less.than.five <- function(x){if(x < 5){
return("Yup, less than 5")} else if (x == 5) {
return("No, it's 5")} else {
return("No, greater than 5")}}

1 - If x < 5, return "Yup, less than 5."
2 - If x is not less than 5, check if x = 5. If it does, return "No, it's 5."
3 - If neither of the previous conditions were met, return "No, greater than 5."

The else if statement is basically another if statement, but it also incorporates the previous if statement. This isn't crucial here, but it'd be important if, for example, you had one if statement looking for "anything less than 10" and another looking for "anything greater than 5." The values 5 through 9 would trigger both if statements, which could be a problem if they have conflicting actions. Here, else if is saying "if the previous if statement wasn't met, check if x equals 5." Finally, the else tells R that if neither of the previous if statements were met, follow this action.

In point #2, we use x == 5  because that notation asks R if the statement is true or false. If we wrote x = 5, we'd be assigning the value 5 to x, which causes an error within the if statement. You can use the logical operators <, >, <=, >=, ==, |, &, and ! to ask R if a statement is true.

x == 4                                       # "x equals 4, true or false?"
x != 4                                        # "x does not equal 4, true or false?"
x > mega.multiply(10, 4)  # "x is greater than the output of this function, true or
# false?"
x < 4 | x > 2                             # "x is less than 4 OR x is greater than 2, true or false?"
x < 4 & x > 2                           # "x is less than 4 AND x is greater than 2, true or
# false?"

__________________________________________________________________
Integrating function, if, and for loops

In the previous blog post, we talked about for loops and random walks. Much like a frustrating cumulative exam in school, let's incorporate everything we've learned to answer a tougher question: how do we write a function that finds the median? No, using R's built-in median function won't cut it in this tutorial. Let's write our own. (median does, however, serve as a nice check to see whether our function is doing what we think it is.)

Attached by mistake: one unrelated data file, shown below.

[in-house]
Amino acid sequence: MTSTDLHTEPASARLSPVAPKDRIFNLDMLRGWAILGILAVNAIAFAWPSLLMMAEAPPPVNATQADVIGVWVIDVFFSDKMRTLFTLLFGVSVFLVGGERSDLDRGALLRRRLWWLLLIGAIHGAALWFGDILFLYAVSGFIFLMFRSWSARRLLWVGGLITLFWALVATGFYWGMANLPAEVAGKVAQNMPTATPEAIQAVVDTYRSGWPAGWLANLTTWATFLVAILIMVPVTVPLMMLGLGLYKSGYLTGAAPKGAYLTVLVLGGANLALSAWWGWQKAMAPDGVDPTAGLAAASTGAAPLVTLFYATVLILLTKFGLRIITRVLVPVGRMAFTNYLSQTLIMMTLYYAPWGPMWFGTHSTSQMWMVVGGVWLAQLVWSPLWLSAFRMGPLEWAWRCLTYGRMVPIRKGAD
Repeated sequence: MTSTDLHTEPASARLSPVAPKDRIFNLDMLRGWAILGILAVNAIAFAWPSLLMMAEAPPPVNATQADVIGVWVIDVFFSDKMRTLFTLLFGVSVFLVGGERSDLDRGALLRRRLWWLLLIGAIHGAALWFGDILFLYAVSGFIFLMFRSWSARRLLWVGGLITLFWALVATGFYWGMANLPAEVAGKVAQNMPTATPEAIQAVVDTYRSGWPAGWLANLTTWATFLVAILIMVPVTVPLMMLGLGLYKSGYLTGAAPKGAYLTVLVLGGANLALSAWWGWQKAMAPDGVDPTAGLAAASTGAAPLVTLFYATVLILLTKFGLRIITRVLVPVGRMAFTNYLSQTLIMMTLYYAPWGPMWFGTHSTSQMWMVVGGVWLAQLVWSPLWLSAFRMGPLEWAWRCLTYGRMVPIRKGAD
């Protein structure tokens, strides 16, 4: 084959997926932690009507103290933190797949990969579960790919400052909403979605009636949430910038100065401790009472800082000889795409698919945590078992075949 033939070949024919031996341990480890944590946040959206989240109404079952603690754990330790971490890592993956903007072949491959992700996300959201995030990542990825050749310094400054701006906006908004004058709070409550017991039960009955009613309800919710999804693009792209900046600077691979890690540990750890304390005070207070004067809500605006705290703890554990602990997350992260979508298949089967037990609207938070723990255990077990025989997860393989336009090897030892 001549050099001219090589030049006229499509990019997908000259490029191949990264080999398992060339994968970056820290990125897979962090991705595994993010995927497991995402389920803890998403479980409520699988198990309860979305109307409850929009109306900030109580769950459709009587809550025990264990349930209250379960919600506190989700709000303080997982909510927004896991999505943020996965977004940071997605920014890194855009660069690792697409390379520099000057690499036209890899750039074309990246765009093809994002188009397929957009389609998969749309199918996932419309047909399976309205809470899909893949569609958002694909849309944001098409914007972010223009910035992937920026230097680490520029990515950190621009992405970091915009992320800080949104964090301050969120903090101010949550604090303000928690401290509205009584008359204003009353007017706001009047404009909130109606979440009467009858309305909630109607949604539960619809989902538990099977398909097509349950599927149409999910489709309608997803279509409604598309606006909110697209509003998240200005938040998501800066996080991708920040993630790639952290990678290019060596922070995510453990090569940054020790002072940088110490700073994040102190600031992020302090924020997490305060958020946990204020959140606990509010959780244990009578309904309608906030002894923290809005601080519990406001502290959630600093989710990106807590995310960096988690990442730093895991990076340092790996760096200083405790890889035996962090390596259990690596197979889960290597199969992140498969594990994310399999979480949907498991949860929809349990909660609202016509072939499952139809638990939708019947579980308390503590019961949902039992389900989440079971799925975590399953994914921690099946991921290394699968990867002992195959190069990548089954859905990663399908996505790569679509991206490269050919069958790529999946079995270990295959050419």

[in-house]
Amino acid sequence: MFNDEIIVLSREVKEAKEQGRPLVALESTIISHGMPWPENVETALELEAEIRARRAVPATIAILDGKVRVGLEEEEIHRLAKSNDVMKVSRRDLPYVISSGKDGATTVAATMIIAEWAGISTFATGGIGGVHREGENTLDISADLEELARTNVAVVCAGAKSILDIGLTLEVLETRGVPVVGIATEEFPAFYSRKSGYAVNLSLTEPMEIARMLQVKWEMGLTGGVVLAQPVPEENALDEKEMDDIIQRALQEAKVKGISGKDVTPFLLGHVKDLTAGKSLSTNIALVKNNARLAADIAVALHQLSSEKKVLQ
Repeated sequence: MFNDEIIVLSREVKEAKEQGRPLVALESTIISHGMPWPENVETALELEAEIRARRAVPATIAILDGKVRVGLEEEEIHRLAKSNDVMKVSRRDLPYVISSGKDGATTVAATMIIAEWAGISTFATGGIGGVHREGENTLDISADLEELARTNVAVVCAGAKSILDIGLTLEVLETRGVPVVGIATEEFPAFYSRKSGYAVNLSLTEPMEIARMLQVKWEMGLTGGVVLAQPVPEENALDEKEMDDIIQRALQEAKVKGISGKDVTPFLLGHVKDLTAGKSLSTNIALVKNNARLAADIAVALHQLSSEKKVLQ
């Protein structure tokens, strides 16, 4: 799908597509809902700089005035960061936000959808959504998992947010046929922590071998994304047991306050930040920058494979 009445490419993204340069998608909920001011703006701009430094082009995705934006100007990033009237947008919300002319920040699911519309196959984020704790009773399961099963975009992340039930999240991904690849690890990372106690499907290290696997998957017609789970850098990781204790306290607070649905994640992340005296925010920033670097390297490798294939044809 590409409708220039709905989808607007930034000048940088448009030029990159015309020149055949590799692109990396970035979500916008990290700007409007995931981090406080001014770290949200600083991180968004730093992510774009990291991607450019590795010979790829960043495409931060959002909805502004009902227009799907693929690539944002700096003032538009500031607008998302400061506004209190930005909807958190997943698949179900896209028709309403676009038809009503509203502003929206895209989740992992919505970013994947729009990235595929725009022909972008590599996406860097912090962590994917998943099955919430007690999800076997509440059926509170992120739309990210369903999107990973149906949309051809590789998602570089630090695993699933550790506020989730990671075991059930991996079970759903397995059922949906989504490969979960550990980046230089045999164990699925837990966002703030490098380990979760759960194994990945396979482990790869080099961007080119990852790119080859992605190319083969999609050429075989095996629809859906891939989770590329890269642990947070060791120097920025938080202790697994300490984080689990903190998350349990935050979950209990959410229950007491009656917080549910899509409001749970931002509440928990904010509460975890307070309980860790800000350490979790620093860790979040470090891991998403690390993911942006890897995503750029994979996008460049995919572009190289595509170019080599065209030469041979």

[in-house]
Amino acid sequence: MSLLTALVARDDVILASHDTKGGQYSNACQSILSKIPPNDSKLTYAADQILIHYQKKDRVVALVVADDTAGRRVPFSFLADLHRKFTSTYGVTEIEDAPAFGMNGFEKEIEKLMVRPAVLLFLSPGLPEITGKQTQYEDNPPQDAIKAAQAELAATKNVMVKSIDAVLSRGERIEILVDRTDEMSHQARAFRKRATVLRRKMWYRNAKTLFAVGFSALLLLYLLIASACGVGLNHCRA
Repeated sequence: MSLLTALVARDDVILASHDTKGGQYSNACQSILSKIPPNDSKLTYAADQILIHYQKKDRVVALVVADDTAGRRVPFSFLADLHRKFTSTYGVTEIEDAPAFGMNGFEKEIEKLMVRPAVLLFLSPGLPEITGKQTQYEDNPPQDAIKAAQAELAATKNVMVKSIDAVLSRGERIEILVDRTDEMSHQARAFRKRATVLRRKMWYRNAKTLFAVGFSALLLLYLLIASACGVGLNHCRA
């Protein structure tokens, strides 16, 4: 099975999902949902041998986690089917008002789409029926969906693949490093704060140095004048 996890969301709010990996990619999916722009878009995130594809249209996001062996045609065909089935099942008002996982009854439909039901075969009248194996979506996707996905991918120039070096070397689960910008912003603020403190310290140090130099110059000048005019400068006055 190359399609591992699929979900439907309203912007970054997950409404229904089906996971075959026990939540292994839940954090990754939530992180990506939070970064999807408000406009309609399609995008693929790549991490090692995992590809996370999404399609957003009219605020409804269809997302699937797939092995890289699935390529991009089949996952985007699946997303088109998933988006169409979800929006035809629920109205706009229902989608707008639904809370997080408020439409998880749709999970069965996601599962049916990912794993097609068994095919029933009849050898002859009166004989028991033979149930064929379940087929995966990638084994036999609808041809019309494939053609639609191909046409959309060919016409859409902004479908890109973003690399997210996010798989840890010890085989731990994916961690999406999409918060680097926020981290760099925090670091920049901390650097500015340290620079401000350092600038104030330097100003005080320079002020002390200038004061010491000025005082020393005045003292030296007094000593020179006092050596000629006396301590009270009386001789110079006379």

As a brief review of summary statistics, when we have a set of numbers, we often want a description of the "average" value of the set, or what we would expect if we drew a random value. Common descriptors are the mean, median, and mode. The median is the value that divides the set such that half of the values are below the median, and half are above. The median doesn't care about the actual values in the set; it will just find the middle-ranked one. It's therefore insensitive to outliers that would otherwise wreck the output from the mean. (If Bill Gates was visiting a high school classroom, the mean income of the people in the classroom would be millions of dollars, while the median would correctly be closer to zero.)

There are a few steps to finding the median. Let's write them here to clarify the plan of attack. We start with a set of values. Then:

1 - Sort the values from lowest to highest

2a - If there are an odd number of values, the middle value (where half the values lie below this point and half the values lie above) is the median

2b - If there are an even number of values, find the middle two values. Take their mean. This value is the median.